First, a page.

We left Barcelona at the end of September for the Low Countries: from olives, wine, and anchovies to cold rain, beer, and moules frites. And to seeing a lot of people, only some of whom were expecting us there (Hi, Eric and Owen, if you're reading this).
This is the Theater Tuchinski, which Susan's father was appalled we'd never heard of.
We've been walking quite a lot: the Health app on my phone doesn't really seem fully trustworthy (sometimes it'll say completely different things for Susan and me, even though we've been walking together all day) but it says we're doing at least 3 miles most days, and sometimes more than double that. It's interesting, though, how different cities change how you walk. Barcelona was mostly wonderful (as long as you avoid La Rambla), with very distinct districts. El Born, the Gothic Quarter, and El Raval have small winding roads, often too small for traffic except the vehicles that come to hose the streets down at night, and excellent for wandering around. (They're also favoured by pickpockets and bag-snatchers, apparently, because it's so easy to disappear around a corner or bend.) Eixample, however, is laid out on a strict grid system, and all of the corners are cut off to make very wide intersections: this adds around 13% to the effective length of each block and makes it hard to decide when to cross the road. I'll write that up in detail sometime...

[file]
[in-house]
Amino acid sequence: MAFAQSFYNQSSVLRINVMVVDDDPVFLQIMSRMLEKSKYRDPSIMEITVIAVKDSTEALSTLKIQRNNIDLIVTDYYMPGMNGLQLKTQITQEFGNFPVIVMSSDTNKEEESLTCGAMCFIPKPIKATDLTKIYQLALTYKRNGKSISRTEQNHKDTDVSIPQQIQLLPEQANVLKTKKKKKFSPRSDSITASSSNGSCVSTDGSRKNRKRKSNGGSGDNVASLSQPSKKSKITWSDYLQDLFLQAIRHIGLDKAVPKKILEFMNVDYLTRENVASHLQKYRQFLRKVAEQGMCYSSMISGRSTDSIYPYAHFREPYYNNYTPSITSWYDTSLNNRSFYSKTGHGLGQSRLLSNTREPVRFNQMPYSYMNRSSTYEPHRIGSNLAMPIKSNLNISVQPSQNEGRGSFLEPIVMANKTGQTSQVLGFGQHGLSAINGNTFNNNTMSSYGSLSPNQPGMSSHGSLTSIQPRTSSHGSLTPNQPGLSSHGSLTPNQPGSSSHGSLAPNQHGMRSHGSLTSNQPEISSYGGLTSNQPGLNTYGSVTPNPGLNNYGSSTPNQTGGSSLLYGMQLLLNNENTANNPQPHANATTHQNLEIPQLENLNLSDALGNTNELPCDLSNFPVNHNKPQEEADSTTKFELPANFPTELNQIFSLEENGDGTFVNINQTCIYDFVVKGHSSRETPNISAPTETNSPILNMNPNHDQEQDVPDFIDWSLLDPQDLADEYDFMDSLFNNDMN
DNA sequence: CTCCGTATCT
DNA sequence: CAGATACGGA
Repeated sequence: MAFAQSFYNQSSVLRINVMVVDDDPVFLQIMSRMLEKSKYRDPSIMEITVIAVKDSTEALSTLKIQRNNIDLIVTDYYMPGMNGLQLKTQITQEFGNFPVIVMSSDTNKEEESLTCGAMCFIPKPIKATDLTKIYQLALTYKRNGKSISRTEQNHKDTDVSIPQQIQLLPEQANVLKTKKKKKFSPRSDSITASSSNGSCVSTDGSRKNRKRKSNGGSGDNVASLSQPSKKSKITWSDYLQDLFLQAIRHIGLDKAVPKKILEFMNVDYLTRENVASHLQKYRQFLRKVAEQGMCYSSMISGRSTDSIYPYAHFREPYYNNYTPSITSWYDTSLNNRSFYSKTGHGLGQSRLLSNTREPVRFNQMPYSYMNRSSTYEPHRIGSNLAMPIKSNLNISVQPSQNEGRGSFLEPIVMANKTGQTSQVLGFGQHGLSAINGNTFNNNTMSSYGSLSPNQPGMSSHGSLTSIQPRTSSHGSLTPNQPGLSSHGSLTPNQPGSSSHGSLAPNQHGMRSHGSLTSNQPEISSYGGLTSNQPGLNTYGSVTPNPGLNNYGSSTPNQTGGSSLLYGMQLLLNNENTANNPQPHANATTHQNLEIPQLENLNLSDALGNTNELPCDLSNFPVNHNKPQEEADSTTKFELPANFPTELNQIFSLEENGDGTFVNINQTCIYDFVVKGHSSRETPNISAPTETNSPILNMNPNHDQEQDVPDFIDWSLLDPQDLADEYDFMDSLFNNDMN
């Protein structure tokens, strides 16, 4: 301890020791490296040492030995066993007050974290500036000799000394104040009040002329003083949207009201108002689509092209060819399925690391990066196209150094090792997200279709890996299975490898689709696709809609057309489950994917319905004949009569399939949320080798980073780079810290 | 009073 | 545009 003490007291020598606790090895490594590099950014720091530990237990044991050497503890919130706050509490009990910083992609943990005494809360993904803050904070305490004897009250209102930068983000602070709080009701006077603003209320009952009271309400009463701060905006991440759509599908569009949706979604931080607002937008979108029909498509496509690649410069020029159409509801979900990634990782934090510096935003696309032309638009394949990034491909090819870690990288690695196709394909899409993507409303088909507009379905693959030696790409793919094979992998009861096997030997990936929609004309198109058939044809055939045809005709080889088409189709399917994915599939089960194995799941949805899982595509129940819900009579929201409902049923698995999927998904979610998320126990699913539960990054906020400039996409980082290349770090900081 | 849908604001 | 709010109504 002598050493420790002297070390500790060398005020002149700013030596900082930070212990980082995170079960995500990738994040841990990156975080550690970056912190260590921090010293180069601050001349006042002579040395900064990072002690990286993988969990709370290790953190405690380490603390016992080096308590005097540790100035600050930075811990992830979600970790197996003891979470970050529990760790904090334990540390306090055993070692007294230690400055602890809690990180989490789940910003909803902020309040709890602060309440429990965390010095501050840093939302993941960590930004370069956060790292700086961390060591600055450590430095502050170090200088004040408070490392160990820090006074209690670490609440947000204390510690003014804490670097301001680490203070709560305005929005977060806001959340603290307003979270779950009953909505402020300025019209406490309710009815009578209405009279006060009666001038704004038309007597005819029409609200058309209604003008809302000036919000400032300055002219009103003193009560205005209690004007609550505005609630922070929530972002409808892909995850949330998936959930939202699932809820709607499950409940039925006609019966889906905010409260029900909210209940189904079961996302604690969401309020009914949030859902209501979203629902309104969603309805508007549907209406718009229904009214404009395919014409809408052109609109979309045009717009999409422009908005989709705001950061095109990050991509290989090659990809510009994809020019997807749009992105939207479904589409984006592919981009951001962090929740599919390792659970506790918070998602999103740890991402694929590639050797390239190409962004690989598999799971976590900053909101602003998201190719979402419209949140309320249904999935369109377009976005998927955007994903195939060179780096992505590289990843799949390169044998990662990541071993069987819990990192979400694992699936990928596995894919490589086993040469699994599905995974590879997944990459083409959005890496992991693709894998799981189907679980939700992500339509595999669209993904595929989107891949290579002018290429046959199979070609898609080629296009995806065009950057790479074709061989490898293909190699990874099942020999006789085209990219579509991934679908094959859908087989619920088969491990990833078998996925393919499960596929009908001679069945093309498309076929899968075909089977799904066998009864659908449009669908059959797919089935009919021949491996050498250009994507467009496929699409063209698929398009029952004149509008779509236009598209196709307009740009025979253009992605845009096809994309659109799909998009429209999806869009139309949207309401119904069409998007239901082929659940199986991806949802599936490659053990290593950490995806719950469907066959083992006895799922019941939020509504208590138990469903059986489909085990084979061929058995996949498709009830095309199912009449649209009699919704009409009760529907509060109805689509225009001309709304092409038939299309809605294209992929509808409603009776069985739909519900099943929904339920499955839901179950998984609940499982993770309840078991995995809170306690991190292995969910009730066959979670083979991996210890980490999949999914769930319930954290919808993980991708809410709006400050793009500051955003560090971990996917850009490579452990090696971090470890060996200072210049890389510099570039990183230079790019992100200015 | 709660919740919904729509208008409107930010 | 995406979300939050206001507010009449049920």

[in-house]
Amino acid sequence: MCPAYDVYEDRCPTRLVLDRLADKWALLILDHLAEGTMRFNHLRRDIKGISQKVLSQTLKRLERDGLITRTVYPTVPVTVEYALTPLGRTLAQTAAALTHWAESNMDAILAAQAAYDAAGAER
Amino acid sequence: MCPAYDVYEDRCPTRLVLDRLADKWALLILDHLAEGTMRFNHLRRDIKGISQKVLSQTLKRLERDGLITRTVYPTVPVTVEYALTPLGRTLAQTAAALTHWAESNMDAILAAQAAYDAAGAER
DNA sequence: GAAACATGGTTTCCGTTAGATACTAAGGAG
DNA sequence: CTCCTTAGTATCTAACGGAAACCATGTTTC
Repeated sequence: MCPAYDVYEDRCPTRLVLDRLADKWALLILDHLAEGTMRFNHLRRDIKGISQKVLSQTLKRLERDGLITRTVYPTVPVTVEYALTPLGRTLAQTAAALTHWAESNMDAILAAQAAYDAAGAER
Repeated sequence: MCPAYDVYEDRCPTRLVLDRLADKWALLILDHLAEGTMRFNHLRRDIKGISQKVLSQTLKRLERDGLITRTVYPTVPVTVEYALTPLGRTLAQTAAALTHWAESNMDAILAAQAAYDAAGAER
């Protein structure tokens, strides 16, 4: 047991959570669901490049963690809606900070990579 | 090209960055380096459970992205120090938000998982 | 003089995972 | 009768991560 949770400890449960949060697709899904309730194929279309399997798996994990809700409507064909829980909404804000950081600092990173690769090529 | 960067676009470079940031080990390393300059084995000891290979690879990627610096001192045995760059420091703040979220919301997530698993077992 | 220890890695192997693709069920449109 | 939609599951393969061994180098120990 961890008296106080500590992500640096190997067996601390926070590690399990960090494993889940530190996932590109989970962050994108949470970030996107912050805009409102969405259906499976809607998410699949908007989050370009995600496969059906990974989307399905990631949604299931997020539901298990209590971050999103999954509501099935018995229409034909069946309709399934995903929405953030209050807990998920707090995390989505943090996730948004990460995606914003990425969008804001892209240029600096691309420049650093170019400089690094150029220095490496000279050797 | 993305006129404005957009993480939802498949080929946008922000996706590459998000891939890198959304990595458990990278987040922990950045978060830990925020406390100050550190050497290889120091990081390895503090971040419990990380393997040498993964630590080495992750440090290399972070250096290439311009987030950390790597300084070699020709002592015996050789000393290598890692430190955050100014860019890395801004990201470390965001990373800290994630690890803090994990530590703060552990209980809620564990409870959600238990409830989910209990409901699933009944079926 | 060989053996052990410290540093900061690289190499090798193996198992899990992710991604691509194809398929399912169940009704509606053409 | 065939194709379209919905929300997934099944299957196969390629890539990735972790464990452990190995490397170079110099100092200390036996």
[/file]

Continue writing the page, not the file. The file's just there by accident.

Ahem. Back to my original point: even though Barcelona's definitely not homogenous, it's a pretty good city to walk: mostly flat, and with good wide pavements. There seem to be a lot of people on electric scooters, but they're not too crazy. It's easy to stroll around while chatting to somebody. Amsterdam, on the other hand, has narrow pavements and it's much harder to cross the road. Getting across a typical junction seems to involve negotiating a bike lane, a traffic lane, two sets of tram tracks, another traffic lane, and a final bike lane, all of which may have their own independent sets of lights or work as zebra crossings (except for the bikes, which never stop for anything smaller than them). Brussels is less dangerous but quite a lot of it smells a bit.